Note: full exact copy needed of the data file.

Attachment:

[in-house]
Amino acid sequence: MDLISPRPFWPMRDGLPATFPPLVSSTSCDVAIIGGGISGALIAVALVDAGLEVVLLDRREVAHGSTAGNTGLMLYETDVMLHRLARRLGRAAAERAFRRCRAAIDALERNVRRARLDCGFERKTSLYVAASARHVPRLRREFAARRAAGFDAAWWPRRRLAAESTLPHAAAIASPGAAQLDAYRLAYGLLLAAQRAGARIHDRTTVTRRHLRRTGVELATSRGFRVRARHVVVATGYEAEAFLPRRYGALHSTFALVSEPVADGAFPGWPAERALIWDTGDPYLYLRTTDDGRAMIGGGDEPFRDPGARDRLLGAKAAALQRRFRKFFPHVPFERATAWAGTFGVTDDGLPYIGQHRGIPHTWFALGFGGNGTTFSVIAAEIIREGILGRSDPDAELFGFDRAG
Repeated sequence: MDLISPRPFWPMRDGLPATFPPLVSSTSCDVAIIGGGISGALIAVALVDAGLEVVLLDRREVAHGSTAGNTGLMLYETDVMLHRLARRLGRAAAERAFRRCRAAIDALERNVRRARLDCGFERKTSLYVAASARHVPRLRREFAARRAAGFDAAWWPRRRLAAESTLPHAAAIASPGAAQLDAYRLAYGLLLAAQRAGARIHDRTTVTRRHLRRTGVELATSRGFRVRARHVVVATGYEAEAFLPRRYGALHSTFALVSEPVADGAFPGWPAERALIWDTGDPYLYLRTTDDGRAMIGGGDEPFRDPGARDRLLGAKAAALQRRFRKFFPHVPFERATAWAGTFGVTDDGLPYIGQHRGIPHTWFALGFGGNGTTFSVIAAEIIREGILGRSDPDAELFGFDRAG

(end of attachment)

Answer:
[in-house]
Amino acid sequence: MDLISPRPFWPMRDGLPATFPPLVSSTSCDVAIIGGGISGALIAVALVDAGLEVVLLDRREVAHGSTAGNTGLMLYETDVMLHRLARRLGRAAAERAFRRCRAAIDALERNVRRARLDCGFERKTSLYVAASARHVPRLRREFAARRAAGFDAAWWPRRRLAAESTLPHAAAIASPGAAQLDAYRLAYGLLLAAQRAGARIHDRTTVTRRHLRRTGVELATSRGFRVRARHVVVATGYEAEAFLPRRYGALHSTFALVSEPVADGAFPGWPAERALIWDTGDPYLYLRTTDDGRAMIGGGDEPFRDPGARDRLLGAKAAALQRRFRKFFPHVPFERATAWAGTFGVTDDGLPYIGQHRGIPHTWFALGFGGNGTTFSVIAAEIIREGILGRSDPDAELFGFDRAG
Repeated sequence: MDLISPRPFWPMRDGLPATFPPLVSSTSCDVAIIGGGISGALIAVALVDAGLEVVLLDRREVAHGSTAGNTGLMLYETDVMLHRLARRLGRAAAERAFRRCRAAIDALERNVRRARLDCGFERKTSLYVAASARHVPRLRREFAARRAAGFDAAWWPRRRLAAESTLPHAAAIASPGAAQLDAYRLAYGLLLAAQRAGARIHDRTTVTRRHLRRTGVELATSRGFRVRARHVVVATGYEAEAFLPRRYGALHSTFALVSEPVADGAFPGWPAERALIWDTGDPYLYLRTTDDGRAMIGGGDEPFRDPGARDRLLGAKAAALQRRFRKFFPHVPFERATAWAGTFGVTDDGLPYIGQHRGIPHTWFALGFGGNGTTFSVIAAEIIREGILGRSDPDAELFGFDRAG